Labeler perks up output

Bernard Abrams

January 29, 2014

3 Min Read
Labeler perks up output


Time can be a great deceiver. Discuss various functions in a packaging operation, and those that matter most don't always involve speed. Take as an example the frustration level growing out of a high reject rate. Having to discard or rework an unacceptable package can inflate costs quickly, since it involves people, materials and time.

That's one of the more significant factors behind Autocrat Coffee's recent switch to semi-automatically applied labels for 12-oz and 5-lb bags of its Newport Coffee Traders coffee, packaged in its Lincoln, RI, plant. Introduced nine months ago, the premium specialty coffees sell as whole bean in both sizes and ground in the 12-oz bag, in small gourmet coffee shops from Maine to New York City.

As is often the experience with a new brand, packaging output was initially low and waste high, says Autocrat coffee production manager David Bulman. With manually applied labels ranging from 17/8 x 7/8-in. to 53/4 x 6-in. dimensions, the bar-code and bean identification labels were sometimes applied incorrectly, resulting in a considerable bag discard rate. A 100/hr output was average. Not any more. Autocrat is now labeling at 1,000/hr with tremendously increased accuracy and a near-zero rejection rate, and rejects happen only at a shift's start, with only a few bags involved. The increased accuracy is the result of a program developed with systems integrator Winco Identification, which proposed and then installed a semi-automatic label applicator, the Paragon Express from Paragon Labeling Systems. The tamp-on version of this machine applies at speeds up to 22 in./sec, more than adequate for manual feeding of the bags.

A semi-automated print/apply labeler for p-s stock enables customization of Autocrat's coffees while reducing bag inventories.

With a 1/32-in. placement accuracy and automatic calibration, the machine is simple to operate. As a bag is placed in the x/y location, a fiberoptic sensor detects its presence, feeds a label from rollstock by a stepper motor drive and tamps it on. Bulman notes that with the machine, instead of 10 production hours, it only takes one production hour to apply labels to the same number of bags. "And, when you start applying labels, they are placed in the same spot each time," he adds.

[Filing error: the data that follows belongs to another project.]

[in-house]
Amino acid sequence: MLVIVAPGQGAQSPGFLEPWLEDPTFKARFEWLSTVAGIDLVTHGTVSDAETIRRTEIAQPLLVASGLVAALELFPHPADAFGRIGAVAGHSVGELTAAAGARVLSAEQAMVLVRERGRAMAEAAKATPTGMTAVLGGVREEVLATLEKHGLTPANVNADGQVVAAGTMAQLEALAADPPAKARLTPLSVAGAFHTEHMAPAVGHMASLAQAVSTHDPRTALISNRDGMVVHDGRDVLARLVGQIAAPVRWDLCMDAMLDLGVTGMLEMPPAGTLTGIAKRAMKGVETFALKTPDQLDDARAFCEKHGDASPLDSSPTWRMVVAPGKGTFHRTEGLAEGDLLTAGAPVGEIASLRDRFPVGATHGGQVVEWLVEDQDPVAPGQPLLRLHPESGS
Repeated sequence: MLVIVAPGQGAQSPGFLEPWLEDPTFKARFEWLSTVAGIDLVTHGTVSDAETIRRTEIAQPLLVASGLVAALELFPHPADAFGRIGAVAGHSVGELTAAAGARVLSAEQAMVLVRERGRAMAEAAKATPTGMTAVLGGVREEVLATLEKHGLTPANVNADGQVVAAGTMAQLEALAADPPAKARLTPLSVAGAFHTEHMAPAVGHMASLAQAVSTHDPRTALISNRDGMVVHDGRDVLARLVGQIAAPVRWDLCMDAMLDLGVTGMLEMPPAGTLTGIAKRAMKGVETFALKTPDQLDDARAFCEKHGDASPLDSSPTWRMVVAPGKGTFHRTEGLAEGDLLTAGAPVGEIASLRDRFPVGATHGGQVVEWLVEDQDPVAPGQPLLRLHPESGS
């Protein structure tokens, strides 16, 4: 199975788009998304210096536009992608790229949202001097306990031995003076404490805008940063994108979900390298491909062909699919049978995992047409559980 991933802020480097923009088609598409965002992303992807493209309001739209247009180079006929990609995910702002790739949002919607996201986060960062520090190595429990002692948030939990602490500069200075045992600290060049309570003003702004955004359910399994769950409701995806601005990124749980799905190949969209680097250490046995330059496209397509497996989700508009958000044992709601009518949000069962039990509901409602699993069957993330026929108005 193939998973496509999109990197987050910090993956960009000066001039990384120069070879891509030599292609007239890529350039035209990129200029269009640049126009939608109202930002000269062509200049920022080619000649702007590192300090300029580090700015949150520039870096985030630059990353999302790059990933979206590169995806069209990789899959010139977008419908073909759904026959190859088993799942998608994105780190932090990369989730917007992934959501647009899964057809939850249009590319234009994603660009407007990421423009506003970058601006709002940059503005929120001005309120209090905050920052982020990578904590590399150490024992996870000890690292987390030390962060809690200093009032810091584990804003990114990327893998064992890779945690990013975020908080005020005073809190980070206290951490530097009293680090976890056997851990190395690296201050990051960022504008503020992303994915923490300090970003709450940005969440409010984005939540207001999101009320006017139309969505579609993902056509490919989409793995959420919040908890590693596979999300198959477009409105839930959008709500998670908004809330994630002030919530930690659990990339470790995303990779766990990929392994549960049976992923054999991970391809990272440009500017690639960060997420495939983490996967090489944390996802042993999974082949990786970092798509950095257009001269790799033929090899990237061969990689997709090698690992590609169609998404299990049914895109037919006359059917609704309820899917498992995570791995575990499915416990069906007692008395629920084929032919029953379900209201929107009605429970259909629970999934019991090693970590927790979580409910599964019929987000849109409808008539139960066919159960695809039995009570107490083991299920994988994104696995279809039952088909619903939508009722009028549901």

Dramatizing the need for accuracy on tight deadlines is the fact, he explains, that the Newport series includes five straight and about 10 flavored coffees. Thus, with the improved output, changeovers come more quickly and downtime, related to errors or not, becomes more costly. At present, working with multisourced pressure-sensitive stock, the system can be fully automated. And, it can create its own labels by moving to a compatible Zebra, Datamax or Sato print-and-apply module as demand rises, says Winco sales representative Rick Marshall.

For the Newport coffees, as well as for those packed for private-label customers by the 107-year-old company, Autocrat fills both sizes on a seasoned semi-automatic machine. The bags are then nitrogen-flushed, and a vacuum is drawn on Fres-co System's GLll. Fres-co also produces the bags. For the 12-oz bag, the lamination is (from the outside) 48-ga polyester/.00028 foil/48-ga polyester/3-mil linear low-density polyethylene. The same specification applies to the 5-lb size, except the LLDPE is a 3.85-mil thickness. The 12-oz bag includes a tin-tie reclosure, supplied through Bedford Industries.

David Bulman recalls that during installation of applicator, Rick Marshall and a Winco technician trained Autocrat workers on the system's use, and the rep checked several times to be sure everything was working.

More information is available:

Labeler integration/installation: Winco Identification, 800/325-5260. Circle No. 214.

Label applicator: Paragon Labeling Systems, 800/429-7722. Circle No. 215.

Vacuum machine/bags: Fres-co System USA, 800/373-7266. Circle No. 216.

Tin-tie reclosure: Bedford Industries, 800/533-5314. Circle No. 217.

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